The English liberal arts major requires each student to take 11 courses.
3 Critical Content Courses
- LIT 200 – Introduction to Poetry
- LIT 201 – Approaches to Literature
- LIT 202 – Cultures and Canons
These three critical content courses should be completed satisfactorily (see the program standards at https://english.tcnj.edu/policies/program-standards/) before the junior year. Transfer students should complete them as soon as possible.
3 Courses in Literary History
Choose three courses from the department’s offerings in literary history. At least one of these courses must be in literature before the Restoration (that is, before 1660).
3 English Electives
Choose three electives from the literature (LIT), language/linguistics (LNG) and creative writing (CWR) courses offered by the department. In order to promote interdisciplinarity, students may, with permission of the Associate Chair, fill one of these electives with a relevant 200-level or higher course in literature, linguistics, aesthetics, cultural studies, film or writing from another program or department at TCNJ.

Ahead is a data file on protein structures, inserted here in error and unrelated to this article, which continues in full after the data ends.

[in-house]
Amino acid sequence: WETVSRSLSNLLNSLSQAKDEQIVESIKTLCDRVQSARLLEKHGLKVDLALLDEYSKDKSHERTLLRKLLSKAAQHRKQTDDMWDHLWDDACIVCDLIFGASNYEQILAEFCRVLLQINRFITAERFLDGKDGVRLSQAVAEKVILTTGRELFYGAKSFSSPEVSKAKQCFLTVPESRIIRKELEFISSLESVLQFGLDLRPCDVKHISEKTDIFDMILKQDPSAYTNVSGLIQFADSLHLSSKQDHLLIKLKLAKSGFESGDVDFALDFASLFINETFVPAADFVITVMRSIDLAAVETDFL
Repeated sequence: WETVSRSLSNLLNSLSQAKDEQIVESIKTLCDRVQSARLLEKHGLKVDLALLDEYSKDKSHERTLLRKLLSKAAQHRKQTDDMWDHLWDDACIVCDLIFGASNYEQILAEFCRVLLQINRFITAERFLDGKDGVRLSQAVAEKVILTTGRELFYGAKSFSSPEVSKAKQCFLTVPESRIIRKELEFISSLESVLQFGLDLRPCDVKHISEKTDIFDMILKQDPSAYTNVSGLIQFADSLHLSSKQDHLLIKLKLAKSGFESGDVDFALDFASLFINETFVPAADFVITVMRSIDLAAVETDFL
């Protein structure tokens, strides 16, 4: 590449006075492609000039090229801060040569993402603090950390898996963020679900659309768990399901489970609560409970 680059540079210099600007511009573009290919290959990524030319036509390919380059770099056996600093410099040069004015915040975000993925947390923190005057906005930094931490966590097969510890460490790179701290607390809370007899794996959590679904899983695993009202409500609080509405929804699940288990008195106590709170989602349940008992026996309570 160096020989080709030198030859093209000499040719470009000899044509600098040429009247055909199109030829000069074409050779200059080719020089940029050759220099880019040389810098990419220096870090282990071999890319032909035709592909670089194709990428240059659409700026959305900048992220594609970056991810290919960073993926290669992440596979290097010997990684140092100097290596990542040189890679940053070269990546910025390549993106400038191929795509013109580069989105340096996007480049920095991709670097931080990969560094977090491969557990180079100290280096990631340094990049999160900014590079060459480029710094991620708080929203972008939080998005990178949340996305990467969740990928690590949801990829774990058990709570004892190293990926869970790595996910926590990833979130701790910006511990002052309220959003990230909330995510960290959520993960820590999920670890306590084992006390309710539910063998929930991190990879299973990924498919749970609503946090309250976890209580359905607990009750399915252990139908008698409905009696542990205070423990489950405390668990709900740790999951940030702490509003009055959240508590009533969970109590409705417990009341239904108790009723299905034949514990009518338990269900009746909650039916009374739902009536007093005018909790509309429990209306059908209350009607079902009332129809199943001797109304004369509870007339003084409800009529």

2 Literary Capstones
Two Capstones in different semesters. Most students will complete the requirement with two sections of LIT 499 Seminars in Research and Theory. These topics-based courses are writing and theory-intensive and will emphasize independent research. By permission of the Associate Chair, LIT 497 Seminar in Literary Theory may substitute for one LIT 499, and a student writing an honors thesis in the senior year may do so in place of the second LIT 499, but a student may not make both substitutions; that is, every student is required to complete at least one LIT 499. LIT 201 is an absolute pre-requisite for LIT 499 and LIT 497.
Note: Only 6 courses at the 200-level (and none below the 200-level) will apply to the English liberal arts major, so plan wisely. Students are encouraged to explore minor concentrations such as African-American Studies, Comparative Literature, Creative Writing, US Studies, and Women and Gender Studies. It is college policy that only one course taken as part of a student’s major may also be counted toward the student’s minor.